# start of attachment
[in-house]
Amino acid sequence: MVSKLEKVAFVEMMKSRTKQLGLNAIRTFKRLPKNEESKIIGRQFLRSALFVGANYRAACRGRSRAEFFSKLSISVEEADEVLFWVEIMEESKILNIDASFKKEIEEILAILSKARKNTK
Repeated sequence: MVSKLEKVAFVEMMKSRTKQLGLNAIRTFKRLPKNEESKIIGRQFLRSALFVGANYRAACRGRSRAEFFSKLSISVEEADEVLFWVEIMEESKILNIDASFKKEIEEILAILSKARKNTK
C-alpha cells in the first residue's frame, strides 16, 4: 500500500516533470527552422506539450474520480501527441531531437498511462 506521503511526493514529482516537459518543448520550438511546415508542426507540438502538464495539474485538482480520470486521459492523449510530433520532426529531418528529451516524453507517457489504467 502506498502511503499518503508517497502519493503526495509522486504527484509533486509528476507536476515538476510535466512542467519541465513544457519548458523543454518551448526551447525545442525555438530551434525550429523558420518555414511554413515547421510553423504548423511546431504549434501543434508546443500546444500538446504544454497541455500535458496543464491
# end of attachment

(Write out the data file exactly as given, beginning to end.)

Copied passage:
[in-house]
Amino acid sequence: MVSKLEKVAFVEMMKSRTKQLGLNAIRTFKRLPKNEESKIIGRQFLRSALFVGANYRAACRGRSRAEFFSKLSISVEEADEVLFWVEIMEESKILNIDASFKKEIEEILAILSKARKNTK
Repeated sequence: MVSKLEKVAFVEMMKSRTKQLGLNAIRTFKRLPKNEESKIIGRQFLRSALFVGANYRAACRGRSRAEFFSKLSISVEEADEVLFWVEIMEESKILNIDASFKKEIEEILAILSKARKNTK
C-alpha cells in the first residue's frame, strides 16, 4: 500500500516533470527552422506539450474520480501527441531531437498511462 506521503511526493514529482516537459518543448520550438511546415508542426507540438502538464495539474485538482480520470486521459492523449510530433520532426529531418528529451516524453507517457489504467 502506498502511503499518503508517497502519493503526495509522486504527484509533486509528476507536476515538476510535466512542467519541465513544457519548458523543454518551448526551447525545442525555438530551434525550429523558420518555414511554413515547421510553423504548423511546431504549434501543434508546443500546444500538446504544454497541455500535458496543464491